News (USA)

Clerk still won’t issue marriage licenses; asks for delay

“Davis remains free to practice her Apostolic Christian beliefs,” Bunning wrote. “She may continue to attend church twice a week, participate in Bible Study and minister to female inmates at the Rowan County Jail. She is even free to believe that marriage is a union between one man and one woman, as many Americans do. However, her religious convictions cannot excuse her from performing the duties that she took an oath to perform as Rowan County Clerk.”

Davis’ attorneys appealed the decision and asked the judge for a stay. The plaintiff’s attorneys urged the judge to reject the request.

Laura Landenwich, an attorney for the couples, said they are considering asking the judge to hold Davis in contempt, which could carry a hefty fine or the threat of jail time.

Davis, elected last November as a Democrat, took over the office from her mother, Jean Bailey, who served as county clerk for 37 years, according to the Morehead News. Davis worked under her mother as a deputy clerk for 26 years. Nathan Davis refused to say if he is related to Kim Davis.

The battle has exposed the deep rift that remains in this county of 23,000 people, considered to be among the most progressive in eastern Kentucky.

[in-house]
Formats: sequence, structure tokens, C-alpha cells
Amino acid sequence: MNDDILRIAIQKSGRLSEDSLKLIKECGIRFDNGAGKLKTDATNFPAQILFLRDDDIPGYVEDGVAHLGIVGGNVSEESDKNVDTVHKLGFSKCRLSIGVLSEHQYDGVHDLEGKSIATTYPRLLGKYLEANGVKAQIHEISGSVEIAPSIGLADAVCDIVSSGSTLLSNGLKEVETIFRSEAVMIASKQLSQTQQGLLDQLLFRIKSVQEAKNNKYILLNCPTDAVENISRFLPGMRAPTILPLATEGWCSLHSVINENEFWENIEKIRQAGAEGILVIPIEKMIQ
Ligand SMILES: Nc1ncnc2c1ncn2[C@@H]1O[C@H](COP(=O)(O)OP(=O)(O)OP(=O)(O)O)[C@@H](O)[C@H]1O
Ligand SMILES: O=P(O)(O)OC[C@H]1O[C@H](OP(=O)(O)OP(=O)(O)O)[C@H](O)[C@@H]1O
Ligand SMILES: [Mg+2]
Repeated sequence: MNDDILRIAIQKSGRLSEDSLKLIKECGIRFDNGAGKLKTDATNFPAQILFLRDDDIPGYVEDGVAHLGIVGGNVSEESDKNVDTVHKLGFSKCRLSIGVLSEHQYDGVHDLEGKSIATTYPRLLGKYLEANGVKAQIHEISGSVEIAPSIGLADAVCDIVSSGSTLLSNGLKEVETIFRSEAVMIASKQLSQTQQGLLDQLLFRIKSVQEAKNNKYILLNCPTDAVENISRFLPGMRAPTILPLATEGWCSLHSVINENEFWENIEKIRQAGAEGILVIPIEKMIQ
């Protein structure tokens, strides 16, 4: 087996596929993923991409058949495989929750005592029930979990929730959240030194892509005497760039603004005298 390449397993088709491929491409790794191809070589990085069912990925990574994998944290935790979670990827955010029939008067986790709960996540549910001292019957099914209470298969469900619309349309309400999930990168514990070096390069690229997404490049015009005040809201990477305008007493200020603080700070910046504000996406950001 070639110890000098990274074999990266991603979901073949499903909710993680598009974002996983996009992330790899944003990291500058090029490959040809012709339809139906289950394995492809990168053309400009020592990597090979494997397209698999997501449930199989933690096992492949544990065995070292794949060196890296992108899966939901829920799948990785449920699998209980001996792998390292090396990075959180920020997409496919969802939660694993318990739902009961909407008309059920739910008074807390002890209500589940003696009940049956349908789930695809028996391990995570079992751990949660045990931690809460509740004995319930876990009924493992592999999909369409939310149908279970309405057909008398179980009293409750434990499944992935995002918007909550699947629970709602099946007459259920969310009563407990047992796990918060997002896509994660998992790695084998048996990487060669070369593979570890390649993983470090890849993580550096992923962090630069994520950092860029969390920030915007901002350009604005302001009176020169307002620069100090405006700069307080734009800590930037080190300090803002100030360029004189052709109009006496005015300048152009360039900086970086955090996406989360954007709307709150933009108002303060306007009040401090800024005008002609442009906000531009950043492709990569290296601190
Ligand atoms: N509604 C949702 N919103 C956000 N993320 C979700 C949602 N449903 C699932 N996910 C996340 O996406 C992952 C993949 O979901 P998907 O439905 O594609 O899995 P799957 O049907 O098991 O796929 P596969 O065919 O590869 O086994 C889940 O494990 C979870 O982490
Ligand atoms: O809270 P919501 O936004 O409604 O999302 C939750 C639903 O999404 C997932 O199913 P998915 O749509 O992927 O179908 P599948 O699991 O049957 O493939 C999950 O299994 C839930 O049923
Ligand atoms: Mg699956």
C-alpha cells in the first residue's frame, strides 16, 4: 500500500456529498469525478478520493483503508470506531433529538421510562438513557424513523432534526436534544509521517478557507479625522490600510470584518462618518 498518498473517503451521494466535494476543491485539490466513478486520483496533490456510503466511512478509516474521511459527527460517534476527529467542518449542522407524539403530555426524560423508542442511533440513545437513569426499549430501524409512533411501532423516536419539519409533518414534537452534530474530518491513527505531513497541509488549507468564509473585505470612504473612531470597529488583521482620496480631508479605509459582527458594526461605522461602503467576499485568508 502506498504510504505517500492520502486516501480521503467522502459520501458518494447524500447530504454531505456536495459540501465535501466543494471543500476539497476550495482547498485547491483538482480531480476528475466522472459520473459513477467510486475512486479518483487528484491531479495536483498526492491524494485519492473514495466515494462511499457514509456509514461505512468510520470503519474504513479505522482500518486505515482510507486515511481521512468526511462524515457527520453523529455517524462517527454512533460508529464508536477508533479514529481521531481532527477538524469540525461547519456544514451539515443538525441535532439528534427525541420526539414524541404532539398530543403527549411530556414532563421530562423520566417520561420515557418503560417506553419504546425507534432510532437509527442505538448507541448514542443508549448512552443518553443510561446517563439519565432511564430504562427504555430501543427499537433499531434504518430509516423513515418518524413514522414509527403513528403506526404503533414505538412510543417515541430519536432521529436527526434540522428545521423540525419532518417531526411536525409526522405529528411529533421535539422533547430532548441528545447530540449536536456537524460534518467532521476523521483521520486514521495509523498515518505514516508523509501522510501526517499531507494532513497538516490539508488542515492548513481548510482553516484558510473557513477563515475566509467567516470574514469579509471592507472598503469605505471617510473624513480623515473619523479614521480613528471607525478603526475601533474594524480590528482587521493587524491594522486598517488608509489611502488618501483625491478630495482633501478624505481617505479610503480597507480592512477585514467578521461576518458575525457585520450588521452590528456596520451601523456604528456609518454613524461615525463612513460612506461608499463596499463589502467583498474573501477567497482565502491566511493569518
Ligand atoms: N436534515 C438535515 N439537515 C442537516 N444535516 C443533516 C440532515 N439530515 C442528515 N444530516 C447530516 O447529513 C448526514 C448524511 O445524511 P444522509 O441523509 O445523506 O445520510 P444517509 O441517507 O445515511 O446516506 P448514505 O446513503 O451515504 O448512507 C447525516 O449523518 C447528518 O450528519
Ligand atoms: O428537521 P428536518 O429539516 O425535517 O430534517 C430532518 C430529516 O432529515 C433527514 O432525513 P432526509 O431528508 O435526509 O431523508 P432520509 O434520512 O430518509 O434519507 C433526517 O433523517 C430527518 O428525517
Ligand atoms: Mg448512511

James Yates and William Smith Jr., a couple for nearly a decade, said there was a disconnect between the clerk’s actions and their experience in Morehead. They held hands as they walked into the clerk’s office, and gay rights activists, who have lined the street with rainbow signs and flags every day for more than a month, shouted “Good luck!”

Still, some of the couples struggled to reconcile their support in the community and the rejection at the county clerk’s office.

David Ermold broke down and cried in the county’s judge-executive’s office after he was denied a license to marry David Moore, his partner of 17 years.

“I will say that people are cruel, they are cruel, these people are cruel,” Ermold said. “This is how gay people are treated in this country. This is what it’s like. This is how it feels.”

The county judge executive’s secretary, Lois L. Hawkins, started to cry with him. She declined to comment, except to say it broke her heart and there was nothing she could do to help them.

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